Hours after finishing a first aid training course, Nancy Ofanoa was giving CPR on the side of the road — saving a man's life.
Two weeks ago, Auckland resident Ofanoa, 28, was sober driving friends home after a night out when they came across the a car that had crashed into a power pole.
After scouring the scene in the dark, Ofanoa said she found the driver out of the vehicle and on a patch of grass alongside the road.
He "could hardly even take one or two breaths a minute", and emergency services were nowhere to be seen.
Having completed a first aid course through St John just the day before, her training kicked in.
"Something switched," she said.
Ofanoa rolled the man onto his side, slightly opening his airway, and he began to splutter.
While on the phone to 111, Ofanoa administered CPR until paramedics arrived and took him to hospital.
The driver has since been discharged from hospital.
Ofanoa said it "shocked" her how calm she was.
"I couldn't believe I had only just learned to do first aid and here I was actually performing CPR. It was such a coincidence. So lucky."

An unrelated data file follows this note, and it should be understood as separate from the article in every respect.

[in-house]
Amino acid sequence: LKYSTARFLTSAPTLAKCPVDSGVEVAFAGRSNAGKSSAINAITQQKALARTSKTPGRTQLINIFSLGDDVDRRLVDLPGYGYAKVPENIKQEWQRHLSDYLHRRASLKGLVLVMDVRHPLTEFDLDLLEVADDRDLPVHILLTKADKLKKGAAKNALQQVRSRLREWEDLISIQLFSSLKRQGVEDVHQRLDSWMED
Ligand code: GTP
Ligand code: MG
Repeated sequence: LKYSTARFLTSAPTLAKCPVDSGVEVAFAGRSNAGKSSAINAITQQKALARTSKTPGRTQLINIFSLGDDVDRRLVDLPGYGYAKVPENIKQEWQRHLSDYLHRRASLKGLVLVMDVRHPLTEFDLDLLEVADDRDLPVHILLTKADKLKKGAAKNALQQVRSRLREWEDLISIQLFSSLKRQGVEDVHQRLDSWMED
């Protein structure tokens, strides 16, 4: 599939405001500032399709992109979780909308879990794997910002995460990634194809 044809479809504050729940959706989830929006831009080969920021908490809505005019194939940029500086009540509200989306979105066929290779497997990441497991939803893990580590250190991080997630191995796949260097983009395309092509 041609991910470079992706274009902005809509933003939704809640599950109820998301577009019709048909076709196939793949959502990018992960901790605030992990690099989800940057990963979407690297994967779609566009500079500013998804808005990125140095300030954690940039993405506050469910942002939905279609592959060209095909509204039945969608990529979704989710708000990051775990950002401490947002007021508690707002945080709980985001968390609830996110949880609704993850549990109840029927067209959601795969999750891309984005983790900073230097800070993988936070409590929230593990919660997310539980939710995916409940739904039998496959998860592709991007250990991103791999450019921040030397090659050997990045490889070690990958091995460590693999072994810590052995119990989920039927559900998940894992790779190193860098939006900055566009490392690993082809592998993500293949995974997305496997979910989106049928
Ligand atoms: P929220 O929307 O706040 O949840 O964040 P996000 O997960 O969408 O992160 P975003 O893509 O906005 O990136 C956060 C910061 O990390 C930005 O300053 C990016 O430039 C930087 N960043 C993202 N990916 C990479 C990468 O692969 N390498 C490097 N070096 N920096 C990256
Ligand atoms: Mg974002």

But St John's head of first aid training Julian Price said Ofanoa's reaction was the "ultimate result" of quality first aid training and exactly what St John aims to achieve.
"It just goes to show that you never know when you're going to need it.
"If she hadn't have reacted when and how she did the patient probably wouldn't have survived. Massive kudos to her," Price said.
Early first aid intervention can be life-saving - so where bystanders often stand back unequipped, it's better to do something than nothing, he said.
Confident bystanders who have the right skills can literally save lives, Price said.
"In Nancy's case, she's done the training then only a day later has the confidence and competence to put it into practise and save a life – what more could you ask for?"